Text: Josephine Wan
Denmark celebrates the festive fervour of Påske (Easter) traditionally. Like other religious festivities, the Danske Folkekirke (National church of Denmark) decides which religious holidays are observed, and the culmination of Easter festivities is Danske Folkekirke's most important religious holiday. Easter in Denmark falls in April this year, indicating the arrival of the bountiful season of spring. Not only is it a religious holiday for some, but also a time that Danes enjoy family gatherings.
Most of us know about Easter eggs before coming to Denmark. According to many sources, the Christian custom of Easter eggs started among the early Christians of Mesopotamia who stained eggs with the red colouring "in memory of the blood of Christ, shed at His crucifixion".
Today, you can see chocolate Easter eggs decorated beautifully in shops around Easter time. Some local chocolate shops handmake their own chocolate Easter eggs. Most people give an Easter egg to their loved ones, just like giving presents at Christmas time.
In kindergartens and schools, teachers paint and decorate Easter eggs together with the children for them to bring home to display. In many homes around Denmark, parents prepare Easter egg hunts for their children. Like Santa Claus brings children Christmas presents, many parents tell their children that the Easter bunny brings them Easter eggs. Companies have also been known to give their employees chocolate Easter eggs as a company gift, and people love it!
Write an Easter letter
The Easter letter (Gækkebrev) is a Danish tradition that originated back in the 17th-18th century. The letter consists of a poem written in verses that rhyme, and the paper is cut into many different symmetrical patterns. The names or the initials of the sender are written with punctuations instead of letters. The receiver has one chance to guess who the sender is. If he/she guesses correctly, the sender owes him/her an Easter egg. Even though this fun tradition is mostly among children nowadays, many adults still practice this.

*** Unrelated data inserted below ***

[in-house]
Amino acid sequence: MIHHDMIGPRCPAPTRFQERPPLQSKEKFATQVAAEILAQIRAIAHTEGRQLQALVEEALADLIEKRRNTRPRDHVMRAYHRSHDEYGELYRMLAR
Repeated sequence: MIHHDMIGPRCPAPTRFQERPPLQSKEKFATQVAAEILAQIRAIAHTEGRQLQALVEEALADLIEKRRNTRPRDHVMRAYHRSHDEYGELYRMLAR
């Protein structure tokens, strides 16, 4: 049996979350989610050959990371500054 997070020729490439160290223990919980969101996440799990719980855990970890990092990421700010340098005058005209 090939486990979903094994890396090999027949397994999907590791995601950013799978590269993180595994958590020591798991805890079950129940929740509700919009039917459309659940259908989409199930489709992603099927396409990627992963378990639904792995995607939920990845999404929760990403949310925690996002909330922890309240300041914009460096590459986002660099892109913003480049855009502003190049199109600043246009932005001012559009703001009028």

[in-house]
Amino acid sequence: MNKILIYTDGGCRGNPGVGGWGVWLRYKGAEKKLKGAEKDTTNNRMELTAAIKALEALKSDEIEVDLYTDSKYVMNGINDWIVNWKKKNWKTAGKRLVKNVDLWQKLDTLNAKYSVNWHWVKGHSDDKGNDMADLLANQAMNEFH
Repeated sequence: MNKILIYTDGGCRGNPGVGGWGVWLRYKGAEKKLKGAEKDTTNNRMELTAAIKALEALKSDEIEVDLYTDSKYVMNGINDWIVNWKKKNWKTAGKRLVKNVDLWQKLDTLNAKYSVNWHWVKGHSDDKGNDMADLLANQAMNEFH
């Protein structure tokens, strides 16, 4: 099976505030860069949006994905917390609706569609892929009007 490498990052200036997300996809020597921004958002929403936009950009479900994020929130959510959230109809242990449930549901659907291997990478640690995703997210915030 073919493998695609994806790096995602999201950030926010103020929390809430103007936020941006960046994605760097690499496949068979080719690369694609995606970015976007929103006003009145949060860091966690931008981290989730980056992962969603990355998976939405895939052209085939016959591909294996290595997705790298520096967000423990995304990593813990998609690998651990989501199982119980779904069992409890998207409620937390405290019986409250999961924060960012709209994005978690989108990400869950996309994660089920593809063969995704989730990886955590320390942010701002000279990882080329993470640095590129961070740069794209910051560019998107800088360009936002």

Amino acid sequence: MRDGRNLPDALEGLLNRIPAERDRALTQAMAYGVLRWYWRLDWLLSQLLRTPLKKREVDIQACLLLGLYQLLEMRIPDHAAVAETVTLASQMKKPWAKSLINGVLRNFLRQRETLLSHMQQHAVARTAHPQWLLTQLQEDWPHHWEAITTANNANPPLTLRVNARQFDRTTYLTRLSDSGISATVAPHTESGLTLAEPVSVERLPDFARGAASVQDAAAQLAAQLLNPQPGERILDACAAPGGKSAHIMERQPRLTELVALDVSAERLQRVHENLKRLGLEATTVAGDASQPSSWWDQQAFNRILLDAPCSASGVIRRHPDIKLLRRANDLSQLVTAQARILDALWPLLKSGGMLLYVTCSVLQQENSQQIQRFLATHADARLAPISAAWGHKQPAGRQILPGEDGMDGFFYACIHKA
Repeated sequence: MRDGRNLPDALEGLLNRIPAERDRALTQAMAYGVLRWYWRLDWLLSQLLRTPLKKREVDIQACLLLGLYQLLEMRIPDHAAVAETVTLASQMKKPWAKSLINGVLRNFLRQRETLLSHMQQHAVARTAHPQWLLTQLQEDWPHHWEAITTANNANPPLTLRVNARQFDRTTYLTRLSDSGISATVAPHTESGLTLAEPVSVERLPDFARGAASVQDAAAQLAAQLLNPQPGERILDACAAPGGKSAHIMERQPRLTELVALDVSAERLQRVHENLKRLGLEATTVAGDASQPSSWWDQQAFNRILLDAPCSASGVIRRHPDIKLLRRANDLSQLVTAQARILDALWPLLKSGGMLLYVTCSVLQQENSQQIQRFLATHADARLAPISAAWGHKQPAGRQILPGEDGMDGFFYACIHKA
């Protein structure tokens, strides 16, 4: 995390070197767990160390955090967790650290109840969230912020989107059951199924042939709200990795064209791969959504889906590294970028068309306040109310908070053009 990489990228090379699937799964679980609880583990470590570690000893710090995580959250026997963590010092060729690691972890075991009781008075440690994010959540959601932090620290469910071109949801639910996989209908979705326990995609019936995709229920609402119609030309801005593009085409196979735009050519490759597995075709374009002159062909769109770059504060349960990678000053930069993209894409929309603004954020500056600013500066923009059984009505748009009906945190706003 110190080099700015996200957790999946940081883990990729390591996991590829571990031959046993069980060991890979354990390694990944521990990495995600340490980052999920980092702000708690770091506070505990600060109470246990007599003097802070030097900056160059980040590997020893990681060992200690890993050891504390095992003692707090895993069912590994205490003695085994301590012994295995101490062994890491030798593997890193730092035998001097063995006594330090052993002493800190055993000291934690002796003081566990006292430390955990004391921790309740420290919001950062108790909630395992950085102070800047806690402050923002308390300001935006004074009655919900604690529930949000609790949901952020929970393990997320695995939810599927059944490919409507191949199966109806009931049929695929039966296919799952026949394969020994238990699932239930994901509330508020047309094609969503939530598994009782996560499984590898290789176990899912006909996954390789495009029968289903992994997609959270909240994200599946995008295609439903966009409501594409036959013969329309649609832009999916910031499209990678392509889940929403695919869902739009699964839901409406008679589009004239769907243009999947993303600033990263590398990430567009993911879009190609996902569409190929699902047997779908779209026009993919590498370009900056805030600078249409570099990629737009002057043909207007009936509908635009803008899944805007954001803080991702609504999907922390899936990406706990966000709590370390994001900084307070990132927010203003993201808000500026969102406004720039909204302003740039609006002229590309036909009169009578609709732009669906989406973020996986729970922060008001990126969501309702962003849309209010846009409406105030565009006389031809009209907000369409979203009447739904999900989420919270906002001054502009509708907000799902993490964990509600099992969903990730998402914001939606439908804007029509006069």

Smell the daffodils
Yellow is the Easter colour, and many people have yellow Easter decorations and daffodils (påskeliljer) - both inside and outside. Many already plant daffodil bulbs in their gardens during winter so that they are ready to flourish and add atmosphere come Easter time. Since Easter falls during spring, many people also start taking out their garden furniture during the Easter weekend and look forward to a season with more sun.
Make room for lunch
Danes love to hygge sig (the experience of being together), and one way to do this is to enjoy delicious food with great company. Traditional Easter lunch (påskefrokost) is usually a combination of many different foods: sild (herring); tarteletter (tartlets) filled with a mixture of chicken, gravy and peas; various types of fish; eggs; shrimp; and course Aquavit – a vodka or gin-like spirit. If you don't enjoy a strong spirit like Aquavit, you might enjoy the variety of Easter beers produced during this time of year. Påske is when many families and friends visit each other – but due to Corona restrictions last year, this has not happened in a while.
The long Easter weekend
Easter always falls over a long weekend with public holidays starting from Thursday (skærtorsdag) to Monday (second Påskaedag). Besides taking advantage of the many days off for family visits, weekend getaways and påskefrokost, many also hold their children's konfirmation (confirmation). However, this year with the pandemic still going on, many churches have already postponed many planned celebrations. This year, it is more than likely that many påskefrokost (easter lunches) will probably be cancelled, as it is not recommended to hold events with many participants right now. It might be an option for you to hold small or virtual family get-togethers. Still, we advise all our readers to follow the government recommended guidelines: www.coronasmitte.dk